(4) What of the numerous Christian ministries in theological education, evangelism, and benevolence that we have supported over the years? We will have to end our continued support for such ministries. That’s ok, as long as others step up, but then wouldn’t you tell those people too that they must sell everything they have and give it to the poor.

(5) Just exactly which poor are we supposed to give it to? The homeless? The almost homeless? The working poor? The poor in Spirit? The poor in Africa?

(6) Will the poor use the money in a responsible fashion? Let’s say I just go to downtown Toronto and hand some poor homeless person a $100,000 cheque? How would that change his life? Would it help him or would the money just be squandered within a matter of days or months? Would he just go buy blow and blow his brains away? Or would it actually change him so that he could become like I am now so that you would have to tell him too to sell all he has and give it to the poor? Then wouldn’t it just be better if I keep the money rather than putting him into the situation of you having to tell him to sell everything?

(7) What should I tell my employees? I suppose the 25 employees Cathy has would carry on after she sold her business to her brothers. But what if Cathy’s contribution to work is what holds the thing together and the business ends up bankrupt without her sound fiscal management. What will happen to those 25 employees, their wives, children and their other dependents? What of the Wycliffe student I promised a year long job too? What about my housekeeper? What are they supposed to do? I suppose they are certainly industrious and could find other employers, but wouldn’t you tell those employers too to sell everything they have and give it to the poor?  And once there are no rich people left, who is going to employ the people looking for work? Sean Hannity has a refrain:  “No poor person ever gave me a job.”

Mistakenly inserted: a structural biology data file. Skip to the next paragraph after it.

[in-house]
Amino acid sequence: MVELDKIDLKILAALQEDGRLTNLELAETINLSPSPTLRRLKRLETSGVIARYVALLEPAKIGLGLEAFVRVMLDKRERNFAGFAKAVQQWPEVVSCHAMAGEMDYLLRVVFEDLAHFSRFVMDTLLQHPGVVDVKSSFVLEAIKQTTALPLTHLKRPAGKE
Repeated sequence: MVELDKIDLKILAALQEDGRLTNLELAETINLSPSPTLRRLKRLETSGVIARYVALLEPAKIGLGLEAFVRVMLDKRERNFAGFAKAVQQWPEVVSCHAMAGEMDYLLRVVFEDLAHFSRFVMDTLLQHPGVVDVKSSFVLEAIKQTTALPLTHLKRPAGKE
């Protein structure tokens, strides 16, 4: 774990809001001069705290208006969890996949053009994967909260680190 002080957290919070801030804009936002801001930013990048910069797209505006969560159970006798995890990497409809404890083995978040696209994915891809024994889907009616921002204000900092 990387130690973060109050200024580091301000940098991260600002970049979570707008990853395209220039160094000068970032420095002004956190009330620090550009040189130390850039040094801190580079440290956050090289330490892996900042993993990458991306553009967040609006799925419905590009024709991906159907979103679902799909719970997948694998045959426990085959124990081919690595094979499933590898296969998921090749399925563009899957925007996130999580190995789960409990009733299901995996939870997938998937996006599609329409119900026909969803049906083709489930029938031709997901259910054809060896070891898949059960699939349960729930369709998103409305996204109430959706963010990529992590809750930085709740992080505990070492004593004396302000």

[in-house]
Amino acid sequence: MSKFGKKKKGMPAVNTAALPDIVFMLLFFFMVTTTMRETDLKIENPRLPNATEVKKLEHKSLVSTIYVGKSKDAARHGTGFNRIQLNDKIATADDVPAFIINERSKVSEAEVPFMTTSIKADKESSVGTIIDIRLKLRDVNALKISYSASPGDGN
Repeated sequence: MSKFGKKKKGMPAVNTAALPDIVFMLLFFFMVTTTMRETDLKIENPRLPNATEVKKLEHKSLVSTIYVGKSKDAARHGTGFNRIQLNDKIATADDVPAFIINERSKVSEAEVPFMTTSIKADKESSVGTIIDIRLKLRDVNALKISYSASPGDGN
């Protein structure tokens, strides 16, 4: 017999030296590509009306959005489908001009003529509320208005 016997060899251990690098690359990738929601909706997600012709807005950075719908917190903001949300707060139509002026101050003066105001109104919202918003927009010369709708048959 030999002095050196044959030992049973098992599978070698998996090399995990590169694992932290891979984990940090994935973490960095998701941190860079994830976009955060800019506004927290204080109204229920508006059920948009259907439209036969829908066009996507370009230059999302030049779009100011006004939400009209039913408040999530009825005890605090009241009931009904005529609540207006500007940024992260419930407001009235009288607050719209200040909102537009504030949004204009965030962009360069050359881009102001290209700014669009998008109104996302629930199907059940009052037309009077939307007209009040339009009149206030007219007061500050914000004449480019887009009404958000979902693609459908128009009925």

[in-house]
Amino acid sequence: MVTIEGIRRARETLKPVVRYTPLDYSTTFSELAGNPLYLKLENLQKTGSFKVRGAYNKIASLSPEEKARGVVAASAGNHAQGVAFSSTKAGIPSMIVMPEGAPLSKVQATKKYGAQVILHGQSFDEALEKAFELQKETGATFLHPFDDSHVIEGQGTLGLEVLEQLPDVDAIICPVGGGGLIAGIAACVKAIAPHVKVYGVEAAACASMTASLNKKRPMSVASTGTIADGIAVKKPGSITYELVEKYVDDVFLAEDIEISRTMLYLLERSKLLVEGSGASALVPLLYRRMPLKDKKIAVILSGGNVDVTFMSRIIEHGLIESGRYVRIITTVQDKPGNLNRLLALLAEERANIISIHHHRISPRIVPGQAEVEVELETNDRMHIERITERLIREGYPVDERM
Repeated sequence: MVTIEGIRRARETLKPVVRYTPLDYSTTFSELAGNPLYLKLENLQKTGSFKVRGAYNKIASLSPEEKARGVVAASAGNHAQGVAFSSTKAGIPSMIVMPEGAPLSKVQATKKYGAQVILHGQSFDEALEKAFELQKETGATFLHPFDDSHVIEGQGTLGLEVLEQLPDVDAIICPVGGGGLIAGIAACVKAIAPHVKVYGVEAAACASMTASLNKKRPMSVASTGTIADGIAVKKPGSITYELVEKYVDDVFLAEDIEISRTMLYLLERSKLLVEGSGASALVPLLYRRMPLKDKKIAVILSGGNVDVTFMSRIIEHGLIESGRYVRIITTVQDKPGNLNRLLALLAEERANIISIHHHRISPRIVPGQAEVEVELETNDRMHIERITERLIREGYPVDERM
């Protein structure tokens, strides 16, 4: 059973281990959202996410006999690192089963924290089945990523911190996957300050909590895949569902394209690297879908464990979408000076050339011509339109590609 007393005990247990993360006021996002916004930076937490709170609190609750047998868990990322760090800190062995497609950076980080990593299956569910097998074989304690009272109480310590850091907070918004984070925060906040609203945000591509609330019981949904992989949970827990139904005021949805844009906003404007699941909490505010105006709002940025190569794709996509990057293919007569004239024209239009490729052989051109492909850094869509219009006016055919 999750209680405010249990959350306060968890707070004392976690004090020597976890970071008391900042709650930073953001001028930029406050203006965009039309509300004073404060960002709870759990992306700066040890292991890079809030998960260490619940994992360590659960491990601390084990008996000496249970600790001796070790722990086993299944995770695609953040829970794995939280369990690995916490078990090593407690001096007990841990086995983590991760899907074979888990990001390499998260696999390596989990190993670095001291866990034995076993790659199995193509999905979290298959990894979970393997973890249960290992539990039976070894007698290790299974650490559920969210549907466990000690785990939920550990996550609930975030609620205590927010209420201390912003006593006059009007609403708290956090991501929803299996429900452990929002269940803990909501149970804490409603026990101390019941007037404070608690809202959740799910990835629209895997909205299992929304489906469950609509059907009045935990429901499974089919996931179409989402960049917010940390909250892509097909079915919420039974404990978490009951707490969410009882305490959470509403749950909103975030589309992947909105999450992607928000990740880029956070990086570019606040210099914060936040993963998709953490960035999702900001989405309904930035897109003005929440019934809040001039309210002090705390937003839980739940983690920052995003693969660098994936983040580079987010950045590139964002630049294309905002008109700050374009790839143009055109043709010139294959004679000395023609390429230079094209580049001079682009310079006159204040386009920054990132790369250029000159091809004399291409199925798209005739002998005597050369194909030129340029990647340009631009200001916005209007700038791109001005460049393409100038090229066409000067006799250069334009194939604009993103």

(8) What about the other people that depend on me? If we sold everything we have, there would be another family besides us that would be homeless, and then what should I tell them? Sorry, PoserorProphet called me to sell everything I have and you can come with me and live on the streets of Toronto too or in some homeless shelter (where ever it is that you are calling us to live).

(9) What about the volunteer work that we do for our church?  We use our home as the base of operations. So we should just tell the church, sorry we can’t do that work anymore because we don’t have computers and the other equipment that we need to do those ministries?  But we are more than happy to come and eat your food.  Can you please pick us up from the shelter and give us a ride?

Craig Carter wrote this just two days ago:

Liberal Christians seem awfully confident that you can be half socialist and not go too far and lose all liberty. Maybe they depend on conservatives to keep them from going all the way – sort of like teenagers depending on parents to say no when they want something harmful. Instead of thinking for themselves they just rely on parents doing the agonizing and deciding where to draw the line.

I urge you to grow up a little bit and think about this flippant advice. Your current crop of professors don’t seem willing to give you this admonition (correct me if I’m wrong); either that or you’re not listening to them.  Your counsel lacks wisdom.  I know that you aren’t really open to taking me seriously because you think that I am hilarious.  But what would be the personal ramifications to each “rich” person, their families, and their other dependents?  What would be the effects upon their churches and the other ministries that they support, if they followed your advice?  What would be the economic consequences on a macro scale if all the rich people in the world took your ill-conceived and juvenile advice?  What if every responsible person took your advice?  What would happen to all those who depend on them to be responsible and to work hard?  “And the last state of that man is worse than the first.”